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Old 01-09-2006, 07:25 AM
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Default Seasoning Green Wood

I've read the posts about drying the next day's wood after you're done cooking for the day, but what about seasoning green wood? Anyone tried it?

I have discovered that contrary to the rest of the world, fire wood is expensive here. 1/2 cord=$200 Since there's still a lot of oak around from the last two hurricanes, I've been collecting for the oven. I was just wondering how effective filling the oven with green wood after a burn would be. I'd assume that it would be necessary to leave the door ajar to get some air circulation and to let moisture out... Anyone got some experience on this one? Ideas?

As always, thanks for the insight!
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Old 01-10-2006, 07:35 AM
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If you have the room I would "season" it myself. Cut it down to size, split it up and then stack it. We did this on my dads property up north (kalifornia). He had a few trees that fell a few years back. We just lined it up in a nice stacked row. Because of the local rains/misting snow he covered it and essentially left it for about 6 to 9 months. From what I was told it burned nicely.

Only down side is that it takes a season to season the wood and if you are hankering to use the wood sooon then you will have problems with moisture content and sap. Since it is oak I don't think there is as much sap (as with pine) but moisture can be a bad thhing when you are trying to get the most BTU's out of a fuel source, kinda like water in gasoline. I have been around some green fires where a log would "explode" due to the water/sap content. It makes a loud noise and sometimes topples the stack but generally does not have any destructive force behind it.

Last edited by jengineer; 01-10-2006 at 07:37 AM. Reason: darn computer keeps making spelling erros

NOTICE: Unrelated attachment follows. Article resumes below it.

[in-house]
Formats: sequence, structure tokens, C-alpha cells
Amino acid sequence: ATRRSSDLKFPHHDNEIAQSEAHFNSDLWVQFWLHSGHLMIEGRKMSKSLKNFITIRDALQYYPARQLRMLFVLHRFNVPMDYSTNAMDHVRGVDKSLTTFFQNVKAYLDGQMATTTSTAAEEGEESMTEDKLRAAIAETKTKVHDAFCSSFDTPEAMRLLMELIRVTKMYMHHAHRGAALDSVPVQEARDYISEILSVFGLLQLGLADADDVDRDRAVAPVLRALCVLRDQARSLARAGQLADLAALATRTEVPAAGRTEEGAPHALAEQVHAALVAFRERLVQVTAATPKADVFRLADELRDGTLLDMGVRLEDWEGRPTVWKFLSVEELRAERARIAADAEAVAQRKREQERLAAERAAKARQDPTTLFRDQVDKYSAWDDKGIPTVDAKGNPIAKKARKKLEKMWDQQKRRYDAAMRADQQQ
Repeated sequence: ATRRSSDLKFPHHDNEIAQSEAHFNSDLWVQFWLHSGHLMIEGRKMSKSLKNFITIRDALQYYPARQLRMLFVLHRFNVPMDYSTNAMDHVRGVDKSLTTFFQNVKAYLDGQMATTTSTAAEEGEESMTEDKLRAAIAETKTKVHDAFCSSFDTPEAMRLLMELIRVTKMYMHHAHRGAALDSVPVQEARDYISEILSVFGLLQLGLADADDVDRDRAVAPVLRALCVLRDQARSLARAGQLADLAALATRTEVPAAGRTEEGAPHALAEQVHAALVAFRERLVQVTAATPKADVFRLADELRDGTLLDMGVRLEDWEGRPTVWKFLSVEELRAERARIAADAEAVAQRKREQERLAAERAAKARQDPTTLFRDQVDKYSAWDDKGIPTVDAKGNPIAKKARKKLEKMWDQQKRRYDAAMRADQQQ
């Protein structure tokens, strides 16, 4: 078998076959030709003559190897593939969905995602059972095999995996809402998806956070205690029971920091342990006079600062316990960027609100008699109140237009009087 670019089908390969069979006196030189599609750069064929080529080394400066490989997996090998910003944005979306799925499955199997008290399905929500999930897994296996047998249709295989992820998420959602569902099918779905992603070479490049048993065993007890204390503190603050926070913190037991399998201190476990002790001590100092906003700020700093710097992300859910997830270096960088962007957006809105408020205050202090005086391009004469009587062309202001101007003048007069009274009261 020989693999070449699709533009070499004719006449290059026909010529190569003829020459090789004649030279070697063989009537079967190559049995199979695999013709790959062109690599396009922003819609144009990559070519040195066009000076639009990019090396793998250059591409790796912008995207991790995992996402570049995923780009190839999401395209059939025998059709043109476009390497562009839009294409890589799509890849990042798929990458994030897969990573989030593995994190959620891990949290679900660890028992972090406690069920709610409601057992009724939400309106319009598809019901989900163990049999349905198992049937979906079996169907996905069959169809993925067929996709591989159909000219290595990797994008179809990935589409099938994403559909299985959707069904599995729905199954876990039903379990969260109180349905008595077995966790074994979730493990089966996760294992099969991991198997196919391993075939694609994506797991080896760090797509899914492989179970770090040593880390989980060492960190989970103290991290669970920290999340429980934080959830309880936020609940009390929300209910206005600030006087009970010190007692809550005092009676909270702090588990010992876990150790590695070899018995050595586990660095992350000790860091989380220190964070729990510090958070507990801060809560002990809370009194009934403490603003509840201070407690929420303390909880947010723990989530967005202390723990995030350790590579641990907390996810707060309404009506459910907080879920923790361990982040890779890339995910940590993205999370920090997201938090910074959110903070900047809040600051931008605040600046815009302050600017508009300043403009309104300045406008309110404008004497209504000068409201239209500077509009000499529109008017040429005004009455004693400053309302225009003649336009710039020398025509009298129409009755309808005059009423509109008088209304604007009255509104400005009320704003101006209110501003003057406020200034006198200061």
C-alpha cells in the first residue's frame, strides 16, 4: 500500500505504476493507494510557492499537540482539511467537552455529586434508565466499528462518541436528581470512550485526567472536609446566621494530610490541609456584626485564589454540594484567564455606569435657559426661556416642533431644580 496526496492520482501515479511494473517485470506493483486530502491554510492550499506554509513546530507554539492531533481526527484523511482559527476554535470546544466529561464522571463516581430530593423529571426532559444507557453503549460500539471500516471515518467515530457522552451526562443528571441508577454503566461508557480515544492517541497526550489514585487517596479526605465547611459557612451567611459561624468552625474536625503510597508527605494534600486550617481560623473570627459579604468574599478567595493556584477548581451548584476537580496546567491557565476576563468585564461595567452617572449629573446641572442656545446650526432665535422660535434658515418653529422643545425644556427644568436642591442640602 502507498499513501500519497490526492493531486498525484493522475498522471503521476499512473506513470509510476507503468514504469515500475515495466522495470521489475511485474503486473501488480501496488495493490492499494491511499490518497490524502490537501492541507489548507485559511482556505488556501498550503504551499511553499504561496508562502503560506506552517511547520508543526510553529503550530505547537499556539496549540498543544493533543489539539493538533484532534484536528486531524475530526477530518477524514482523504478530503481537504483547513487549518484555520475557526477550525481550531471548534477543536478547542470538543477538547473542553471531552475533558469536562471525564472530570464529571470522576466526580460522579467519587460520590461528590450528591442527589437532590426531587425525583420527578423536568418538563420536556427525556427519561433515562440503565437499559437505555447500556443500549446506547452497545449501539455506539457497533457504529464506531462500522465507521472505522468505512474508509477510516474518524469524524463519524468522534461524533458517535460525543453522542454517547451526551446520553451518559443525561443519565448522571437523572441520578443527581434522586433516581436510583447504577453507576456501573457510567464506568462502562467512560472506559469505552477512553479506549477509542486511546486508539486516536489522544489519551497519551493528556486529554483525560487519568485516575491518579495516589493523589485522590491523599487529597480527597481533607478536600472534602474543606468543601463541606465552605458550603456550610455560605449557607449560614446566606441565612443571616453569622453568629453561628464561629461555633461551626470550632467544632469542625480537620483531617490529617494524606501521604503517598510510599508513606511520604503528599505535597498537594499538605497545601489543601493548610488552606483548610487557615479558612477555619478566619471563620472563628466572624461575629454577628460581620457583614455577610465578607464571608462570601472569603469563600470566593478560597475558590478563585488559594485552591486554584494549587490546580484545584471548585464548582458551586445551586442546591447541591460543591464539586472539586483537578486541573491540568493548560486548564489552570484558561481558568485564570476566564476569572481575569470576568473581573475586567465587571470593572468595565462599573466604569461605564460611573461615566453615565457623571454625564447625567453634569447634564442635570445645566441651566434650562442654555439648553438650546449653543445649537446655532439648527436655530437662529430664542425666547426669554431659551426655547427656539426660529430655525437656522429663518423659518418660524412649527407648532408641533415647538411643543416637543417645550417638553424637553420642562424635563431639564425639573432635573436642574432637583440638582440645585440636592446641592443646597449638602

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Old 01-19-2006, 03:03 PM
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We get a cord in NorCal for about $300 for seasoned Oak and Madrone. It's good.

Jengineer's comments on wet wood in a fire is right on. The way fire works on wood, it has to "bake out" the water, before the wood will burn, which is sucking BTUs out of the oven. If you can season your wood and find an alternative for this year, that might be good.

Does anyone know how long it takes fresh cut oak to be burnable??

We had a real wet load delivered last year, and it was a pain to work with. Very frustrating. You can even buy a wood moisture gauge to check the moisture content on a delivery. I've been thinking of getting one. Hey, every hobby needs gadgets.

James
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Old 02-15-2006, 08:19 AM
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Actually, what I was suggesting was to expedite seasoning the wood in the oven after a night of cooking. It takes 6-9 months of open air seasoning to get oak to a useable level of dryness. While I'm sure throwing 10 or 15 pieces inside a 400+ degree oven would drive the water out quicker, the fact that the moisture would have nowhere to go would be a problem. I could leave a the top of the door slightly open but would that be sufficient? Would that allow the temp too fall to quickly to be useful? Would the buildup of moisture inside the dome defeat any gains? Should I just shut up, suck it up, and buy a cord of wood?

And while I'm on that note, how long does a cord last you? I'm actively trying to work out a deal with a local barbecue place to have them order an extra pallet of wood and pay them their cost. Most of the big firewood users down here have it shipped from north Florida. The only wood available in south florida comes from tree trimmers and is either live oak or austrailian pine. I'm slightly skeptical of the quality and the cost is painful. Also, while I know the oak is perfect for a pizza oven, I'm also told the pine is as well. It's commonly called "Ironwood." Anyone had experience with it? One guy said he sells it exclusively to the local "California Pizza Kitchens" stores for their ovens.

It's funny but I figured the wood part of the pizza oven equation would be the simple (and cheap) part...
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Old 02-16-2006, 10:09 AM
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Default Wood consumption

Here are some rough numbers you can use to do a SWAG calculation.

A cord is roughly 4400 lbs, and your oven should burn about 15 lbs per hour. You should be able to run the math and get an estimate.

You can definitely stack wood in the oven after an evening of cooking to dry it out for the next day's baking. It does help. I'm not sure how far it will go to drying out green wood. That sounds like a stretch. It will help a little, but not that much.